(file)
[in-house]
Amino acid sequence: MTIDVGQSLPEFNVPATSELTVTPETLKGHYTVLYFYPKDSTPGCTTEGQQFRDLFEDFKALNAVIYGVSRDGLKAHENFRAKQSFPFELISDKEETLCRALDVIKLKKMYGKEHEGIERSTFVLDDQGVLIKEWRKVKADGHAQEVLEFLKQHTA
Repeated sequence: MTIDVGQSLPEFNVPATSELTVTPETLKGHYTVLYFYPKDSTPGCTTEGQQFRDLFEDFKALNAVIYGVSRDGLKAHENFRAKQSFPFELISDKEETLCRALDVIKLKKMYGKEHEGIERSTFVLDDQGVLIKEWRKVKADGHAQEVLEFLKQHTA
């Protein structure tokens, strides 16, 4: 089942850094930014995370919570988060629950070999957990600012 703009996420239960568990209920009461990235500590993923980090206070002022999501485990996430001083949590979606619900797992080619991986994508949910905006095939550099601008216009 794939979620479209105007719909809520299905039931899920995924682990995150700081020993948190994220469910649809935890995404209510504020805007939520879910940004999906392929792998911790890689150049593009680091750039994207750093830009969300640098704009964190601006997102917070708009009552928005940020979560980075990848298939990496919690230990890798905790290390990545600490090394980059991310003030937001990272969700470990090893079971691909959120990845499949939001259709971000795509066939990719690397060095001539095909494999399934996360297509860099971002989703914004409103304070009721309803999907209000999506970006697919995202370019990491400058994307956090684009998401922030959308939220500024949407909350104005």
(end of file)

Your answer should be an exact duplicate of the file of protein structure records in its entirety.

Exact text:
[in-house]
Amino acid sequence: MTIDVGQSLPEFNVPATSELTVTPETLKGHYTVLYFYPKDSTPGCTTEGQQFRDLFEDFKALNAVIYGVSRDGLKAHENFRAKQSFPFELISDKEETLCRALDVIKLKKMYGKEHEGIERSTFVLDDQGVLIKEWRKVKADGHAQEVLEFLKQHTA
Repeated sequence: MTIDVGQSLPEFNVPATSELTVTPETLKGHYTVLYFYPKDSTPGCTTEGQQFRDLFEDFKALNAVIYGVSRDGLKAHENFRAKQSFPFELISDKEETLCRALDVIKLKKMYGKEHEGIERSTFVLDDQGVLIKEWRKVKADGHAQEVLEFLKQHTA
């Protein structure tokens, strides 16, 4: 089942850094930014995370919570988060629950070999957990600012 703009996420239960568990209920009461990235500590993923980090206070002022999501485990996430001083949590979606619900797992080619991986994508949910905006095939550099601008216009 794939979620479209105007719909809520299905039931899920995924682990995150700081020993948190994220469910649809935890995404209510504020805007939520879910940004999906392929792998911790890689150049593009680091750039994207750093830009969300640098704009964190601006997102917070708009009552928005940020979560980075990848298939990496919690230990890798905790290390990545600490090394980059991310003030937001990272969700470990090893079971691909959120990845499949939001259709971000795509066939990719690397060095001539095909494999399934996360297509860099971002989703914004409103304070009721309803999907209000999506970006697919995202370019990491400058994307956090684009998401922030959308939220500024949407909350104005």